Courtesy of Eryn Gandotra
For many SCHS students, 2020 had its share of chaos and stress. Some, however, managed to survive the year through activities that granted hope during troubling times.
Many students started projects to accommodate their new virtual atmospheres while others continued activities from their past, and some started fresh with new ideas, all to cope with the eventful year of 2020. Most students said they learned a valuable lesson about themselves and the world around them in doing their activities.
Junior Alison Von Raesfeld said she started a new school-related Zoom project for the future.
“My plan for this Zoom project is to help students study and get ahead or caught up in school,” Von Raesfeld said. “I was struggling a lot and I always felt like there was no one out there to truly help me, so I wanted to change that and not let others experience what I did. This lesson has really helped me understand my full potential on what I can do if I just put my mind to it.”
While some created projects in 2020, others, like sophomore Maria Perry, rediscovered old hobbies from the past to entertain them.
“For me, it (what helped me get through 2020) was going biking while listening to music, so it helped me clear my head, and also, I would watch some of my favorite Youtubers,” Perry said.
Perry said biking provided an environment she enjoyed that also separated her from her screen.
“I started bike riding again because it was something I loved to do, and so I’m not just on the internet for hours,” she said.
Another student, sophomore Marcus Daroczi, said advancing his skills in skateboarding helped him endure 2020’s hardships.
“Skating was really fun,” Daroczi said. “You kind of forget that the world is in the middle of a pandemic.”
Sophomore Eryn Gandotra said she accomplished several acts throughout 2020 – including going on personal outings, being involved in school clubs and learning more about herself – that made an impact on herself and her mental health.
“I went out in nature more, and I discovered going outside and going on walks more, and it was right in front of me the whole time,” Gandotra said. “I got into the Key Club board, and it brought me closer to so many upperclassmen and even underclassmen and it was just an amazing opportunity to be a part of that.”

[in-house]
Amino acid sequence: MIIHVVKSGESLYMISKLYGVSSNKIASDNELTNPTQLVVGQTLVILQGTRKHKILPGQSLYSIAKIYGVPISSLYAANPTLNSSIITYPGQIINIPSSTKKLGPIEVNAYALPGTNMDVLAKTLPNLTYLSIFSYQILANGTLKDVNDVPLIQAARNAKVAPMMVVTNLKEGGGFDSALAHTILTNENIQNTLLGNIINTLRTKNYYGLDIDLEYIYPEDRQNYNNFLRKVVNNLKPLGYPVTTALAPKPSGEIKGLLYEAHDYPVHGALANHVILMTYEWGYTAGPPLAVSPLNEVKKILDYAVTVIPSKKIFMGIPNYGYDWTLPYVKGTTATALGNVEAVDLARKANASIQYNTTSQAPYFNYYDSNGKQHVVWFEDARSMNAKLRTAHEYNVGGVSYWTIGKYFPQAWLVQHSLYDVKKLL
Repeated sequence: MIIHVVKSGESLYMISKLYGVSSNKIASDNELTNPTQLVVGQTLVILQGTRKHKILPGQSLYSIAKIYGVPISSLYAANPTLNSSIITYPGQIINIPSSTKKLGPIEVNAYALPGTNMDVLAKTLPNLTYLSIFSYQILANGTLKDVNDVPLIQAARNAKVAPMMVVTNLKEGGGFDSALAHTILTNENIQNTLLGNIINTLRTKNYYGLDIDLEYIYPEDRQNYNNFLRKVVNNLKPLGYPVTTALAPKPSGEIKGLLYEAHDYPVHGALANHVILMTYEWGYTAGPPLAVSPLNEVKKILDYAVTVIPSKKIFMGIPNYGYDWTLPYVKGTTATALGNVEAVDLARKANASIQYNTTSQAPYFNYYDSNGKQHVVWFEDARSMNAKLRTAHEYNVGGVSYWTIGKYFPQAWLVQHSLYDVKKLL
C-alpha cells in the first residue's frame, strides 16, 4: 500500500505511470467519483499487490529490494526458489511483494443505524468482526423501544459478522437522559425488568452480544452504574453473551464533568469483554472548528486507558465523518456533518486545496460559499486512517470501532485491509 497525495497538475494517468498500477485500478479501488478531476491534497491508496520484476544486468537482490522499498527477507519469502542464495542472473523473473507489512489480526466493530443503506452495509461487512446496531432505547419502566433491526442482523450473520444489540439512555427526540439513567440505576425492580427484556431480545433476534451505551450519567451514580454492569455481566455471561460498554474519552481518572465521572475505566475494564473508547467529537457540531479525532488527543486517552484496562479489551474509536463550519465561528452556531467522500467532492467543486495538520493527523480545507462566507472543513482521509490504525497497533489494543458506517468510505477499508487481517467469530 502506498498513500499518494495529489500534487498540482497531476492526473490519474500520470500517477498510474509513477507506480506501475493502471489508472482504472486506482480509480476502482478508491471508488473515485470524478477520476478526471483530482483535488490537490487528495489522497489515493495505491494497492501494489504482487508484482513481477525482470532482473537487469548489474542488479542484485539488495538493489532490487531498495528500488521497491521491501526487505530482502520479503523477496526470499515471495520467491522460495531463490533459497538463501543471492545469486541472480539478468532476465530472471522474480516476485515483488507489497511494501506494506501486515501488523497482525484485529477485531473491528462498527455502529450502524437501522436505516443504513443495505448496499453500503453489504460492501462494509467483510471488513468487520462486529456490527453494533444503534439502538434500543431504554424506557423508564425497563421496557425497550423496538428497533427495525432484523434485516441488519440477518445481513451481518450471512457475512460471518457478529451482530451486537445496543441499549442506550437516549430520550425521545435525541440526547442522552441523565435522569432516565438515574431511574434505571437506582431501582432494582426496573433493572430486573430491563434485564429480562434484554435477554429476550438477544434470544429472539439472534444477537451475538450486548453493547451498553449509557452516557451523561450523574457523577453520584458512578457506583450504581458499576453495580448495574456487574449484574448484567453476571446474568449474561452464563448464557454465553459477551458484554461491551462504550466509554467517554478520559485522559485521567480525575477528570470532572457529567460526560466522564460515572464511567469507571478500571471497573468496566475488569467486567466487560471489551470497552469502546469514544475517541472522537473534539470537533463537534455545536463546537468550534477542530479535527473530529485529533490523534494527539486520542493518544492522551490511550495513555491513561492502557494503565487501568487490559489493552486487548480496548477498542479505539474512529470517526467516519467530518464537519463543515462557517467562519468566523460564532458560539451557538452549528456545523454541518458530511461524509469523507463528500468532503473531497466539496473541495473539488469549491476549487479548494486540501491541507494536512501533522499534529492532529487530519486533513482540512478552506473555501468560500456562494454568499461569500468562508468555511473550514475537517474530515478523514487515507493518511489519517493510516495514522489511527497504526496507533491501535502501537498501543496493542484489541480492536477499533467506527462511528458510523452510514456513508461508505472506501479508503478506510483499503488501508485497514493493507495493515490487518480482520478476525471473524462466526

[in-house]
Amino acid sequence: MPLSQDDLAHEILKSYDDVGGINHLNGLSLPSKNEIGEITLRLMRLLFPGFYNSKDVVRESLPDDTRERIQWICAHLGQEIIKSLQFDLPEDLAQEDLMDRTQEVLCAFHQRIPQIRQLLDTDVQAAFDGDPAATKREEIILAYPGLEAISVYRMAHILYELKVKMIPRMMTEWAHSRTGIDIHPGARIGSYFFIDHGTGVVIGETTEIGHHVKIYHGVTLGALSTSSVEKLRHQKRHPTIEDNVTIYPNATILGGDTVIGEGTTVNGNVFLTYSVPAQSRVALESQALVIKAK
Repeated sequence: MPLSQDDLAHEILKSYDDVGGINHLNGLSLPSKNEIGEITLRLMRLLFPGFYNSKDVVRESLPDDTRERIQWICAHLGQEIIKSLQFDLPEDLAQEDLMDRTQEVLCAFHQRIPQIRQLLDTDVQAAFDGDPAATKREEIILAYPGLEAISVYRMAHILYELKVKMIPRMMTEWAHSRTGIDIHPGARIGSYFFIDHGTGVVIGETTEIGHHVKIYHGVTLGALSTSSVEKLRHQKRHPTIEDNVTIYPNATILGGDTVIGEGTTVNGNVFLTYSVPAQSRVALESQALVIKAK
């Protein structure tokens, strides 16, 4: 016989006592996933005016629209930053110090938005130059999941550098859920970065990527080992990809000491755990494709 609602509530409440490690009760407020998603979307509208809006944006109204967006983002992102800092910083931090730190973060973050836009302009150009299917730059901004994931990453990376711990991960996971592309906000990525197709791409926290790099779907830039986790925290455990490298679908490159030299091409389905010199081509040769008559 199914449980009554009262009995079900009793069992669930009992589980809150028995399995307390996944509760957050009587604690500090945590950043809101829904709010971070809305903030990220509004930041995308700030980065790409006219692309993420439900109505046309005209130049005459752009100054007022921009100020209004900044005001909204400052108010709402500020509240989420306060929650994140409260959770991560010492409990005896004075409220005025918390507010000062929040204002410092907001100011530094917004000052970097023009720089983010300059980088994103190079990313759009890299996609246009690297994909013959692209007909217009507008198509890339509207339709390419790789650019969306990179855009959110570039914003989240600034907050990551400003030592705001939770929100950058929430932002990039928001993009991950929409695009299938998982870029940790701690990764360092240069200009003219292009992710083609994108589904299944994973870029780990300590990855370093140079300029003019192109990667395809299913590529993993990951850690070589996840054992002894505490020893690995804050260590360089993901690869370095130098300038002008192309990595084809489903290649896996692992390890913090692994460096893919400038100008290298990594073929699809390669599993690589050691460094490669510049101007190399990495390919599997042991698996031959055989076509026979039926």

Gandotra said learning to express her emotions also helped her survive 2020.
“I got through 2020 by crying and feeling scared and incredibly alone. I got here by missing family, friends, everybody,” Gandotra said. “But I also got here because of days filled with pure happiness and joy.”
Many students said that despite the often painful year, 2020 allowed them to discover their self-care needs and what grants them joy in the world.
“I learned that I need to take better care of myself and that I feel most calm when I do stuff that’s not online,” Perry said.
Similar to Perry, Gandotra also learned more about herself and was able to make positive changes to her lifestyle and routine.
“I got here by changing my mindset and working hard on myself,” Gandotra said. “I used to care so much about other people and I used to put everyone above myself, and as great as that is, I think at some point, you really have to let your guard down and understand that it’s okay to rest and it’s okay to take care of yourself, and I think that’s one of the most important things that I have learned.”
Students soon realized they weren’t alone. Perry felt that their activity allowed them to realize more people were in their position too.
“It (watching her favorite Youtubers) reminded me that everyone, for the most part, is in the same boat,” Perry said.
The same realization helped Gandotra get through 2020.
“I guess knowing that I am not alone and there are millions of people out there going through the same exact thing kind of helped me through everything and brought me peace and brought me certainty,” Gandotra said. “This isn’t going to last forever. Things are going to get better. This is just temporary.”
Many students said that they proved, despite 2020’s obstacles, that they overcame the year and grew into themselves.
“This time really allowed me to gather everything I needed to know about myself. It allowed me to be who I am today,” Gandotra said. “It really taught me to put myself first and not be ashamed that I am putting myself first. I think that working on yourself and working on your mental health is really, really important.”